Nevile Chamberlain, the Prime Minister of Britain, announces that England is now at war with Germany.
Throughout the book, we read many authentic details of England's preparations for all-out war. Every citizen is given a gas mask and expected to have it with them at all times. The full blacking out of windows at night is rigidly enforced. The strange "barrage balloons" loom over London, a highly visible and ominous reminder that a new kind of war is under way.
Maisie, who has recently returned from grief-stricken wanderings abroad, reopens her business as "Psychologist and Investigator" of her own detective agency. She is approached by a member of the Belgian Embassy and asked to investigate the murder of a man who had been a refugee from Belgium in the first World War.
As Maisie sets about solving the case, more murders occur, all seeming to point to a common denominator involving a group of Belgian refugees who fled from Belgium to England during WWI.
In the meantime, Maisie becomes involved with a little girl who was evacuated, along with many other children, from London to Kent in the hopes of protecting them from the worst of the bombings sure to come.
Among the children are little Anna, who has no papers with her to explain who she is or where she is from. The child has with her only her gas mask and a little case she will not let out of her sight.
Anna cannot or will not speak a single word.
Although "In This Grave Hour" is a well-tuned mystery novel, it is also a much different story as well; one about the triumph of love and compassion over seemingly unbearable anger and heartache.
While this book can be read and enjoyed out of sequence, each book is a continuation of the one before, in the course of Maisie's life.
I recommend starting with book one: "Maisie Dobbs," if you like to start "at the beginning."
All of the books in this series are peppered with well-researched facts and tidbits about the era. Some of these provide just enough "cozy" to make things interesting to those who enjoy such details. But Winspear's books are far more than "cozies."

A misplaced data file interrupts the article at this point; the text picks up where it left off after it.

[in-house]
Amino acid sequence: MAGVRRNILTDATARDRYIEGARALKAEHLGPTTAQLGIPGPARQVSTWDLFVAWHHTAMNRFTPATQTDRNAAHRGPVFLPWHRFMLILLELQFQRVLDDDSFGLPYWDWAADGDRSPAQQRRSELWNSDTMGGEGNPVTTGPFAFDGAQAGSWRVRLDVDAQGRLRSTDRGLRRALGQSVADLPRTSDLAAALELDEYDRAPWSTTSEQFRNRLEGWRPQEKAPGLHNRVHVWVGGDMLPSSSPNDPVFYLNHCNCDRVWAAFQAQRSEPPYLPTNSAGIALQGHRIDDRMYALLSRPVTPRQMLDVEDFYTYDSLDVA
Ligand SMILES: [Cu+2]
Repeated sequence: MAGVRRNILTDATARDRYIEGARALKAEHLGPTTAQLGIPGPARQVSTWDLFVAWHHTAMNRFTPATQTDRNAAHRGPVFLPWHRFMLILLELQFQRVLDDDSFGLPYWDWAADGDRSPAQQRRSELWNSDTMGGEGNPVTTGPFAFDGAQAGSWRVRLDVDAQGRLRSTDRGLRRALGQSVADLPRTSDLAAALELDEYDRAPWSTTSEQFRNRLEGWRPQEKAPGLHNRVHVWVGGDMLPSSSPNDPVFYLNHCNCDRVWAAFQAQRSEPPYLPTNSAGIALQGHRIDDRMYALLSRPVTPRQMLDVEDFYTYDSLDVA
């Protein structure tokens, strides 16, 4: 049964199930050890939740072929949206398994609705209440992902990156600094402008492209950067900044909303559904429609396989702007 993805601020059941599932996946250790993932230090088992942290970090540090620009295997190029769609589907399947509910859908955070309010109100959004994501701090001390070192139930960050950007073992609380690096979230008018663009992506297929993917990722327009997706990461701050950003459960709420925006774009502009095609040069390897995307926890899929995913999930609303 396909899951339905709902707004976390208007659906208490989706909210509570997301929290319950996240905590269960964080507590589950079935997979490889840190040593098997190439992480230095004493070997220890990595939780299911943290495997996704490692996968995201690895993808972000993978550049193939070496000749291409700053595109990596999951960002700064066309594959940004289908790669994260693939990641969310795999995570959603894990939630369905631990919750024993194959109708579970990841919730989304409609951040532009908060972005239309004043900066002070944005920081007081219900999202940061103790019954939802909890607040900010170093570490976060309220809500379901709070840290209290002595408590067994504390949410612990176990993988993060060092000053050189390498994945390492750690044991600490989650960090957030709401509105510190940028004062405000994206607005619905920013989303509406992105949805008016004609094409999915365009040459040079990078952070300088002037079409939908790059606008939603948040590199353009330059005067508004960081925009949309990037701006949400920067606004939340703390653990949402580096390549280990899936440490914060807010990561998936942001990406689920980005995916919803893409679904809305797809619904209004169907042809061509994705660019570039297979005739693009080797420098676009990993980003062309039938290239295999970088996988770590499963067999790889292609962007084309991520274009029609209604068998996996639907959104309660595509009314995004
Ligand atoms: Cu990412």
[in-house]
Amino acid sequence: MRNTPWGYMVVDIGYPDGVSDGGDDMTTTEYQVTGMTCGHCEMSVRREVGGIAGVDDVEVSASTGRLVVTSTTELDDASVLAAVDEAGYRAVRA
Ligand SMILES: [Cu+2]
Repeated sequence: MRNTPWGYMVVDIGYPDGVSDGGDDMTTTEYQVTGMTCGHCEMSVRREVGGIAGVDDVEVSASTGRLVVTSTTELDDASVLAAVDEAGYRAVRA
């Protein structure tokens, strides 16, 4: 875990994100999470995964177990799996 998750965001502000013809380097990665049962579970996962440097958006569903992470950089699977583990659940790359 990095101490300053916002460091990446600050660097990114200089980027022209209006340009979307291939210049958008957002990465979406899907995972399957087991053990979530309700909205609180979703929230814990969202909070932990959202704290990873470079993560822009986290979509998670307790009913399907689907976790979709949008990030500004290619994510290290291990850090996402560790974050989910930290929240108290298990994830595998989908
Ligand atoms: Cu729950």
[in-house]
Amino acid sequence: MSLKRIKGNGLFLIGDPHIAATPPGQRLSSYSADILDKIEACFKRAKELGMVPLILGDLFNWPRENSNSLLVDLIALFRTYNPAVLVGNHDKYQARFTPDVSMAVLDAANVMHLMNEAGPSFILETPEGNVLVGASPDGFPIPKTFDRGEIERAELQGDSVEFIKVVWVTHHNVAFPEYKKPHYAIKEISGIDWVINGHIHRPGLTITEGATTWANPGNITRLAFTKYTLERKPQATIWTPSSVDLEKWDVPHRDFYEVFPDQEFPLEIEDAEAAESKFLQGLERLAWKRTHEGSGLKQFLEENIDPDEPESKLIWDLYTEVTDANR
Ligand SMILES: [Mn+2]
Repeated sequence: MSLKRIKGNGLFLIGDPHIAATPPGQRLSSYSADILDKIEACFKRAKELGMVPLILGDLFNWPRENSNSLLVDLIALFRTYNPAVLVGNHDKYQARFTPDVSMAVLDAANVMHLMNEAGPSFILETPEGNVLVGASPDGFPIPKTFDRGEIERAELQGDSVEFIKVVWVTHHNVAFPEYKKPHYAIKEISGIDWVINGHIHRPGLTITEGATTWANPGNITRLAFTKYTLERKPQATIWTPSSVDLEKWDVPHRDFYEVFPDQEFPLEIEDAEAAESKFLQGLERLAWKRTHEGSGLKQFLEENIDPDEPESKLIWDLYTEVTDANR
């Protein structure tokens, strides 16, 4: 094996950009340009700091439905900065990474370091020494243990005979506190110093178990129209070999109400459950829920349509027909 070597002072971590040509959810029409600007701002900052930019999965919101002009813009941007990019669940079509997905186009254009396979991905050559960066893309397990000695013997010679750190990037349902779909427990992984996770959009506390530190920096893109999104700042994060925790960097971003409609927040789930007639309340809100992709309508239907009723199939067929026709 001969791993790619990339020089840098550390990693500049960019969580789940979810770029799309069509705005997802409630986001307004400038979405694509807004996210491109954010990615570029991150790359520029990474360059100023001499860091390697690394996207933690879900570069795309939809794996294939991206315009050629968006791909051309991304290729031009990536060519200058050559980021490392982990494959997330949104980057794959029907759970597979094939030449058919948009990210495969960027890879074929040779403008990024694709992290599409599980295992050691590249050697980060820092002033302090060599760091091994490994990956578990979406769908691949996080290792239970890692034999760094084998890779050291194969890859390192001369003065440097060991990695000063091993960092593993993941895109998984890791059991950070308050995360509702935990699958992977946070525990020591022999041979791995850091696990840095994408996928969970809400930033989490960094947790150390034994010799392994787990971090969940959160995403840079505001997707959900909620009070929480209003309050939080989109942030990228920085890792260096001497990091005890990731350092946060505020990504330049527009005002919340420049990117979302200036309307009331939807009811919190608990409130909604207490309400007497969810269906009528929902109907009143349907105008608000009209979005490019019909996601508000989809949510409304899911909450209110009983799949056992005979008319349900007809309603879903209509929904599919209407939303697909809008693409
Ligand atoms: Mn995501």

They are well-written mysteries, and, in my opinion, excellent literature.
The plot of this book revolves around the assassination style murder of a long-term (WWl) refugee from Belgium. Not long after there is another murder, and then....The story is very nicely paced and a quick read. This is a time and place that has long fascinated me, and I am delighted that Winspear has included so many little touches of 1939 London life, e.g., carrying gas masks over the shoulder, to enhance her story. The story unfolds quickly, the ending is very satisfying, and there is enough of a cliff-hanger or two to bring you back to the next one.
Though I read tons of crime fiction, I am not big into twists - I think they've really been overdone. It's gotten to the point where the ultimate twist is.....no twists! "In This Grave Hour" has a few mild twists or turns if you will, but mostly it relies on very good writing. No naughty words, no romance - at least in this one; I'm guessing Maisie is in her late 40s. Similar novels are classified as "cozies". I wouldn't classify this as a cozy; my image of a cozy is a tottering old lady searching for clues and wearing comfortable shoes, an amateur discovering arcane details and nagging suspects (and readers). I don't like cozies, but I admit Maisie comes close.
For those of you encountering Winspear for the first time, I would suggest a note card to track all the characters. I read a print version of this book and found it was not easy to flip back to recall where/when a character was earlier introduced - I'll remedy that by reading other Maisie books on my Kindle and use the search function. Update: I just ordered the 11th book, "A Dangerous Place". If I'm still in love after reading it, I will circle back to #1, "Maisie Dobbs" (I really don't care for that name!) and read the whole series.
This is a fine mystery, with a strong central plot and a touching secondary plot dealing with how England dealt with the dispersal of children from cities to the country even before bombing began. Many of the series regulars who have been missing for the last couple of books, return, and are depicted with Winspear's usual grace and precision. I was stunned to realize how little I knew about life in England during this time, but this series (in combination with the Maggie Hope series) is helping me to envision what life must have been like. I like to think that the series will continue.